The student’s attorney asserts that this decision can result in Christian students across the country being expelled from public universities based upon their moral/legal beliefs. The trial court’s decision is on appeal. I will again write about the lawsuit when I am aware of a decision from the United States Sixth Circuit Court of Appeals.


Richard Leslie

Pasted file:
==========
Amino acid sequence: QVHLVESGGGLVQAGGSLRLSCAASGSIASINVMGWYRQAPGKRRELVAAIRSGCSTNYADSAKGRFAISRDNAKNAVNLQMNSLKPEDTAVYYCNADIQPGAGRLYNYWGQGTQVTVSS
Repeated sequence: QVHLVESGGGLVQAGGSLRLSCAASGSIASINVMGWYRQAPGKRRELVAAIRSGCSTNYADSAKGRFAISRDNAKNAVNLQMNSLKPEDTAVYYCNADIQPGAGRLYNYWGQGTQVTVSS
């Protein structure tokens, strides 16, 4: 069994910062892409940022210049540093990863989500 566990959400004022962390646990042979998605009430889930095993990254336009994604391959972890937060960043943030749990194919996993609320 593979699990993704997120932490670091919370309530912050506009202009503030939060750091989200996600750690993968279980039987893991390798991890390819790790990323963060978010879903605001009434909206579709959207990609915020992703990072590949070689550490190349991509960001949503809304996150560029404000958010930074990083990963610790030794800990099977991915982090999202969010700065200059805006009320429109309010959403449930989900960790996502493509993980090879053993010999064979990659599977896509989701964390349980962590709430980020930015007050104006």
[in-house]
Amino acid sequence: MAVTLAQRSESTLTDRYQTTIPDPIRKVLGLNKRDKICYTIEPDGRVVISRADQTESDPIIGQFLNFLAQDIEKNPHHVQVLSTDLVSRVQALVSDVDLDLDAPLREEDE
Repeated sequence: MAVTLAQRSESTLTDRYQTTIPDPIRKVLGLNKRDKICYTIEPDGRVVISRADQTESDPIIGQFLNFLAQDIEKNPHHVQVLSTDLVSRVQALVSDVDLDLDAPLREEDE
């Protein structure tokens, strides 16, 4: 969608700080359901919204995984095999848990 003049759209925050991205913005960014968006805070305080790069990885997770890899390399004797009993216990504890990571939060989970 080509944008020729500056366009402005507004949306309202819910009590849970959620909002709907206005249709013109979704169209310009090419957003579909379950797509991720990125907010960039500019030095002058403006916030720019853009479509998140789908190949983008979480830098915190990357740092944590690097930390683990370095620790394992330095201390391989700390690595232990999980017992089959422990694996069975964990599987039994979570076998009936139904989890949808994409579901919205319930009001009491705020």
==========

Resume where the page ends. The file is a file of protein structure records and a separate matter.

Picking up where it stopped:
"At the Intersection of Law and Psychotherapy" Richard S. Leslie is an attorney who has practiced at the intersection of law and psychotherapy for the past twenty-five years. Most recently, he was a consultant to the American Association for Marriage and Family Therapy (AAMFT), where he worked with their various state divisions to develop and implement their legislative agendas. He also provided telephone consultation services to AAMFT members regarding legal and ethical issues confronting practitioners of diverse licensure nationwide. Additionally, he wrote articles regarding legal and ethical issues for their Family Therapy Magazine and presented at workshops on a variety of legal issues. Prior to his work with AAMFT, Richard was Legal Counsel to the California Association of Marriage and Family Therapists (CAMFT) for approximately twenty-two years. He was director of Government Relations for CAMFT, and as such was the architect of CAMFT’s widely regarded and successful legislative agenda. He represented CAMFT before the regulatory board (the Board of Behavioral Sciences) and was a tireless advocate for due process and fairness for licensees and applicants. He was a regular presenter at workshops and was consistently evaluated as CAMFT’s most highly rated presenter. He also sat with the CAMFT Ethics Committee and acted as their advisor on matters pertaining to the enforcement of ethical standards. Richard is an acknowledged expert on matters pertaining to the interrelationship between law and the practice of marriage and family therapy and psychotherapy. For many years, he taught Law and Ethics courses for a number of colleges and universities in their marriage and family therapy degree programs. While at CAMFT, he provided telephone consultation services with thousands of therapists in California and elsewhere for over twenty years. He is highly regarded for his judgment, his expertise, his direct style, and his clarity. Richard has been the driving force for many of the changes and additions to the laws of the State of California that affect MFTs. In 1980, he was primarily responsible for achieving passage of the "Freedom of Choice Law" that required insurance companies to pay for psychotherapy services performed by MFTs. Passage of that law allowed MFTs to earn a living, allowed them to better compete in the marketplace, and strengthened the profession in California by leading to a great increase in the number of licensees and CAMFT membership. Currently, about half of the licensed marriage and family therapists in the country are licensed in California. While at CAMFT, Richard was primarily responsible for, among other things, the successful effort to criminalize sex between a patient and a therapist. He was successful in extending the laws of psychotherapist-patient privilege to MFTs, thereby giving patients the same level of privacy protection as when seeing a psychiatrist or psychologist. He fought tirelessly and successfully for the right of MFTs to refer to themselves as "psychotherapists," to perform psychological testing services, to be appropriately reimbursed by California’s Victims of Crime Program, and to be employed in county mental health agencies throughout California. Richard was admitted to the Bar in New York (1969) and in California (1973). While practicing in New York, he served as a public defender, and later, as an Assistant District Attorney. Shortly after moving to California, he worked for the San Diego County Human Relations Commission as their Law and Justice Officer. While there, he worked successfully to achieve greater racial diversity in the criminal jury selection system and to expose and stop police abuse. For such work with that agency, he was the recipient of the Civil Libertarian of the Year Award by the San Diego Chapter of the American Civil Liberties Union.